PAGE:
French Onion Soup

When made well, French Onion soup is a God Tier soup. When made poorly, it is a conveyance to an evening of farts. This is why it’s crucial to have a good recipe.

The biggest thing about traditional methods of making French Onion Soup is that every recipe reads like a massive pain in the ass, because of how long it takes to brown off the onions. People scrimp on time, as a result, and well, welcome to fart town.

The basis for this recipe is J Kenji Lopez-Alt’s Pressure Cooker French Onion Soup recipe. I chose this one as the starting point because it has timings for the Pressure Cooker. Except, like every recipe for caramelizing onions, I have found it consistently underestimates the time required.

Kenji’s recipe also includes Fish Sauce, which I’m not wild about, and Apple Cider Vinegar. I’ve made substitutions I prefer and have bumped up the umami with some different ingredients.



  • 6 tablespoons unsalted butter, plus more for toasts (3 ounces; about 90g)
  • 3 pounds onions , sliced 1/8 inch thick (I use white and red)
  • 1/2 teaspoon (2g) baking soda
  • Kosher salt and freshly ground black pepper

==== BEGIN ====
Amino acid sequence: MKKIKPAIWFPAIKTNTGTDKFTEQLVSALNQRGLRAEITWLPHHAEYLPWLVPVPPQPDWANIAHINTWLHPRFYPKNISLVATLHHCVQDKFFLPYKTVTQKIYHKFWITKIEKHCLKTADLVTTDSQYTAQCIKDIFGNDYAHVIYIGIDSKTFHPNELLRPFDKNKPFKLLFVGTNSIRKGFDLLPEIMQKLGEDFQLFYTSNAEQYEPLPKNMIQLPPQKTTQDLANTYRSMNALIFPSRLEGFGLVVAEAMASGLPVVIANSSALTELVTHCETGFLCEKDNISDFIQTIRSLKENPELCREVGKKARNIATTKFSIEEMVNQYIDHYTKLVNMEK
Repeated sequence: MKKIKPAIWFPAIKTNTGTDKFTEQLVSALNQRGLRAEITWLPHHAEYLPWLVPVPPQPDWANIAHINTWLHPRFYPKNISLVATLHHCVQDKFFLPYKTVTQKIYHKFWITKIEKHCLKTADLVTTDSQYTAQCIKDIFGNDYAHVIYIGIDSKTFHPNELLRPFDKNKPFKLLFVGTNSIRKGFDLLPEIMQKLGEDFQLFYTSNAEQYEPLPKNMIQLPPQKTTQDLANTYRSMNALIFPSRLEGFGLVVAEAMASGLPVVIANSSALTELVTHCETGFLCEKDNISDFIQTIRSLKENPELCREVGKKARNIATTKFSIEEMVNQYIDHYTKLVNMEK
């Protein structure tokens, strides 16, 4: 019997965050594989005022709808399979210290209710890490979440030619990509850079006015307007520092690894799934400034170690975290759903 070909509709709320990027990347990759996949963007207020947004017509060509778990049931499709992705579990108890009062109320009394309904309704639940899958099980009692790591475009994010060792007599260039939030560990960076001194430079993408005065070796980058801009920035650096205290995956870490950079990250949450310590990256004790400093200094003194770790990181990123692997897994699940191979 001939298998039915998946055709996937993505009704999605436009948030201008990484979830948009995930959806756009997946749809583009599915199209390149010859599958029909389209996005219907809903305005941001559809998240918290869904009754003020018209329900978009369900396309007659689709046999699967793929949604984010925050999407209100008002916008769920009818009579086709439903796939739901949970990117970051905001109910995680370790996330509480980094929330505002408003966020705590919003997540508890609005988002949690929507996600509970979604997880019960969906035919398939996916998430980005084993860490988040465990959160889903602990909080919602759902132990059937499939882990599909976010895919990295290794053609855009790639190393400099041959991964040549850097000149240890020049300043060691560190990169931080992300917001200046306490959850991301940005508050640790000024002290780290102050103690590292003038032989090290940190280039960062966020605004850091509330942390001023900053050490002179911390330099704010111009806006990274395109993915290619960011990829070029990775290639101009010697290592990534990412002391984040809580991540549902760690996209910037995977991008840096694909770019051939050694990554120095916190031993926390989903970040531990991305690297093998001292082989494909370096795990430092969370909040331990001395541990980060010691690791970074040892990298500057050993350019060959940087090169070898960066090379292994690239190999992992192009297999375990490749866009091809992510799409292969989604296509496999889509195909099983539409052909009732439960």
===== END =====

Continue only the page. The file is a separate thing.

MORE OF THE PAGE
• 1/2 cup (120ml) dry sherry
  • 1 quart (about 1L) low-sodium chicken stock
  • 1 quart (about 1L) low-sodium beef stock
  • 2 sprigs thyme
  • 1 bay leaf
  • 1/2 teaspoon (5ml) Worcestershire Sauce
  • 1/2 teaspoon Light Chinese Soy Sauce
  • 1 teaspoon (5ml) sherry vinegar
  • 1/8 teaspoon MSG (yes, really. You don’t have to, but it’s better)


Melt butter in an electric or stovetop pressure cooker over medium heat. Add onions and baking soda and stir to combine. Season with salt and pepper. Cook, stirring, until onions slightly soften and start to release liquid, about 5-8 minutes. Seal Instant Pot (vent closed.)  Cook at high pressure for 20 minutes. Release pressure by allowing steam to vent, then remove lid.

Continue cooking with lid off, stirring constantly, until liquid inside has completely reduced and the onions are deep brown and sticky, about 15 minutes.

3Add sherry and bring to a simmer, scraping up any browned bits. Cook until alcohol smell is mostly gone, about 3 minutes. Add stock, thyme, and bay leaf, raise heat to medium-high, and bring to a simmer. Lower heat and simmer for 20 minutes.

4Add remaining ingredients and adjust to taste.

5If you want to be traditional, toast some good bread, place on top of soup in an oven proof bowl, top with cheese (a Combo of Gruyere and Parmesan (yes really) is my preferred, but if you’re out of Gruyere, use Monterey Jack or Havarti (YES REALLY.) Broil in oven until bubbly. Do not go by time unless you’re trying to meet your local fire brigade.
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